A new study finds teenage girls are more likely than teenage boys to self-harm.
Researchers also found that a fifth of adolescents who have self-harmed have cut themselves in front of others. The new study also revealed that deliberate cutting is normalizing, as an increasing number of self-reported popular kids are self-harming.
Lead researcher Dr. Shelley James of Massey University in New Zealand claims that self-harm has increased over the last decade. She claims that adolescent girls are also up to eight times more likely to self-harm than their male counterparts.
The latest study involved 387 girls between the ages of 13 and 16. Overall, 84 girls identified as self-harmers.
After comparing responses on the number of measures of underlying psychological difficulties between two groups, researchers found that underlying beliefs of vulnerability and low levels of parent influence were more common among self-harming girls. Researchers also found that there were always underlying deeper emotional problems attached to self-harming behavior.
"There were some surprising results," James said in a news release. "The number of girls who had actually harmed in front of other people was staggering to me." "Approximately 23 percent of self-harming kids had harmed in front of other people, and nearly 12 per cent had actually harmed in conjunction with another person, so they had harmed together. I didn't expect to see those kinds of figures."
Furthermore, researchers found that self-harm was no longer considered shocking or associated exclusively to the disenfranchised or those with serious mental health problems. "You have this stereotypical image of this reclusive, socially awkward person that self-harms," James explained. "But the self-harming girls were far more likely to self-identify as being among the popular kids in school, and self-harming was not restricted to those commonly seen as the highly troubled teens."
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The findings are obvious to most observers, but nonetheless, a new study finds that violent movie characters are also likely to drink alcohol, smoke cigarettes and engage in sexual behavior in films rated appropriate for children over 12.
"Parents should be aware that youth who watch PG-13 movies will be exposed to characters whose violence is linked to other more common behaviors, such as alcohol and sex, and that they should consider whether they want their children exposed to that influence," said study lead author Amy Bleakley, a policy research scientist at the University of Pennsylvania's Annenberg Public Policy Center.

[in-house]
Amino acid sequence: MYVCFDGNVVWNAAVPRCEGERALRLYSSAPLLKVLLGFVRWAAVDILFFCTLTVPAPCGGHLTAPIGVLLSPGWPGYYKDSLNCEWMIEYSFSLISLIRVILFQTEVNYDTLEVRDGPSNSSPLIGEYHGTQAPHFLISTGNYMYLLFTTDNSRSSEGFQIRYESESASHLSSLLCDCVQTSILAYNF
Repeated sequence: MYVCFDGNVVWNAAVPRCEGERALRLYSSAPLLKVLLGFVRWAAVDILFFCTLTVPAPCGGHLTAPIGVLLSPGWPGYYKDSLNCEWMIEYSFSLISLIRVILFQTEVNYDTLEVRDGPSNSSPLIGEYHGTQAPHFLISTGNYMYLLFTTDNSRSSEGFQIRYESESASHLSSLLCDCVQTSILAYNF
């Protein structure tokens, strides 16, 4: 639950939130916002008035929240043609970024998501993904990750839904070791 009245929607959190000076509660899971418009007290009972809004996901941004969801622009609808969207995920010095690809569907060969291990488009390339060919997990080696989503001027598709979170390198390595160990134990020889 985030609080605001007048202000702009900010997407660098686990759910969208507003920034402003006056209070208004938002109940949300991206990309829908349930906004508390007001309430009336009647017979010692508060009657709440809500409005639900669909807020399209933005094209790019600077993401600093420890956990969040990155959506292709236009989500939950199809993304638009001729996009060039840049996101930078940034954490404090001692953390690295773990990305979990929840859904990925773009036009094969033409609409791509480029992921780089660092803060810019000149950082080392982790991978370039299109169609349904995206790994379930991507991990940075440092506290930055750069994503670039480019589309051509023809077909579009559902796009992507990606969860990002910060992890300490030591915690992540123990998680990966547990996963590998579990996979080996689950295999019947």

The study, which was published in the January issue of the journal Pediatrics, sought to find out if violent characters also engaged in other risky behaviors in films viewed by teens.
The researchers analyzed almost 400 top-grossing movies from 1985 to 2010 with an eye on violence and its connection to sexual behavior, tobacco smoking and alcohol use. The movies in the sample weren't chosen based on their appeal to children, so adult-oriented films little seen by kids might have been included.
The researchers found that about 90 percent of the movies included at least one moment of violence involving a main character. Violence was defined as virtually any attempt to physically harm someone else, even in fun.
A main character also engaged in sexual behavior (a category that includes kissing on the lips and seductive dancing), smoked tobacco or drank alcohol in 77 percent of the movies.
It's not clear what this means for children who watch popular movies, however. There's intense debate among experts over whether violence on screen has any direct connection to what people do in real life. Even if there is a link, the new findings don't specify whether the violent characters are glamorized or portrayed as villains.
Participating in sports may have many benefits, but it also raises the chances adolescents will abuse alcohol, according to a new review of the evidence by Canadian researchers.
They analyzed 17 past studies and also found most showed that kids who participate in sports are less likely to use illicit drugs other than marijuana.
The team searched various databases and found 17 previous studies that followed people over time and were published from 1982 through 2012. All but one of the studies took place in the United States.
Overall, the 17 studies indicate that participation in sports was associated with less illegal drug use, other than marijuana. The association with marijuana use wasn't clear. They also found that alcohol use was greater among students who engage in sports, according to the results published in Addictive Behaviors.
"For a lot of young people, being in sports strengthens who they are," Steve Pasierb, president and CEO of The Partnership at Drugfree.org told Reuters Health. He was not involved in the study.
"Sports can be a positive protective factor in a young person's life because of all those great things - structure, goal setting, fair play and achievement," Pasierb said, "But it's not a silver bullet."